It wasn't that Summer didn't like her mother. Actually she loved her mother with a fierce love that sometimes turned to fear that someday Oriole might just disappear. The greatest time in Oriole's life had been the years she spent in a hippy commune in San Francisco. That was after Summer's father had wandered through and then disappeared back into the normal world he had come from. Summer sensed that her love of order and her drive for achievement and security must have come from him. For years she had written him unmailed letters, though he did not even know of her existence.
Though Summer was very different from Oriole, Sparrow, who was seven, and whose father had also just drifted through their lives, was more like her mother. She could turn out in any number of ways. It was for her that Summer feared most the summer she was fifteen and Oriole got involved with a man Summer could not like, and with mysterious goings on at their neighbors', the Fishers. Summer sensed trouble; she had a feeling the Fishers were raising marijuana. And if it was discovered, it was Oriole who would suffer.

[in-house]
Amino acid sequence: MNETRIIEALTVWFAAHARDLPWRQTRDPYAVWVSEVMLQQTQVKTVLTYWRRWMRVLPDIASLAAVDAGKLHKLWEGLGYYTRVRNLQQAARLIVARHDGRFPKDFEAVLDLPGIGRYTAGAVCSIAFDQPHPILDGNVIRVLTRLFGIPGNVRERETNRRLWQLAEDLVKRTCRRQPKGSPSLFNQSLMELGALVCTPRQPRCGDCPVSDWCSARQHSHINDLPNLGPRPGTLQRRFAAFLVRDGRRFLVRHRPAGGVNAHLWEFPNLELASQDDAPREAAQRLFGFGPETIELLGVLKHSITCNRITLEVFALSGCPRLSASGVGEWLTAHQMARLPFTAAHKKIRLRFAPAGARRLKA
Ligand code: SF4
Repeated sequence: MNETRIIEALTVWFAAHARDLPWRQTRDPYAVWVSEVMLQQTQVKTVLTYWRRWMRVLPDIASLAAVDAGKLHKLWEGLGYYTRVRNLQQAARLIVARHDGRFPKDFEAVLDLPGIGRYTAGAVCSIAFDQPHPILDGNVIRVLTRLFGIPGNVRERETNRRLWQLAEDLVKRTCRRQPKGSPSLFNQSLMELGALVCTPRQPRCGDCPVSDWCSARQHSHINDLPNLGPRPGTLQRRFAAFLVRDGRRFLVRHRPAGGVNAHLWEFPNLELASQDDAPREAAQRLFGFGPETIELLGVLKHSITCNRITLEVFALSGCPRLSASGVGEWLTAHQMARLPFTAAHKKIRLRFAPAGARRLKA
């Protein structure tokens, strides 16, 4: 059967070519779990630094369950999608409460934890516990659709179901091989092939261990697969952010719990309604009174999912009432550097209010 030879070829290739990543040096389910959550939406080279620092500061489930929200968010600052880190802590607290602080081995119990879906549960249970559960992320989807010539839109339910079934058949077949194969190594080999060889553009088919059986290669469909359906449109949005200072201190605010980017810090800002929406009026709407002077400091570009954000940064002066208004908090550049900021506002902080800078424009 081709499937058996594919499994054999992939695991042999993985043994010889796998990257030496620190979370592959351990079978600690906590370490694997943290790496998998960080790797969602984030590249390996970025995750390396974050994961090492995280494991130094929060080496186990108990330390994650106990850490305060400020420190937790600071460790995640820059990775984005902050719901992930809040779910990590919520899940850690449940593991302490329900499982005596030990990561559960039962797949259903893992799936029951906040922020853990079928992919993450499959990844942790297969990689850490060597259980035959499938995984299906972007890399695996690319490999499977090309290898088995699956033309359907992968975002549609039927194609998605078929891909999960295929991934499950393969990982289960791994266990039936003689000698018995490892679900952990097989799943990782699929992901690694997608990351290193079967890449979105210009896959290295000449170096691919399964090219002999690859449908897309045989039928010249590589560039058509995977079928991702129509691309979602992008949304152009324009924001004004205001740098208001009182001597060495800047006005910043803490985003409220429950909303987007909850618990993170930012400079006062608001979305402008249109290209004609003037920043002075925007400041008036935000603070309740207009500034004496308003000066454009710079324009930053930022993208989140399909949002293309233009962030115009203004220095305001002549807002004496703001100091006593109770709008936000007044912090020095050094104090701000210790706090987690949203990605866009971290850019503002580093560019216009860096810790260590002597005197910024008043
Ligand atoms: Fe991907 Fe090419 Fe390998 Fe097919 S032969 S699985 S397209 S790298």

Summer's approaches to her problems are both helped and complicated by her relationships with Richard and Nan Oliver, for whom she cleans on weekends; with Nicky Fisher, sone of the neighbors; and with her English teacher, Alan Pardell, who knows more about her problems than she likes, but who has ideas that are helpful.
When the final time of decision comes, after disaster strikes, it is all the forces that have had an influence on Summer that keep her from making some terrible mistakes.
Original title: The Birds of Summer
Genre: Fiction→ Children & Young Adult→ Family & Relationships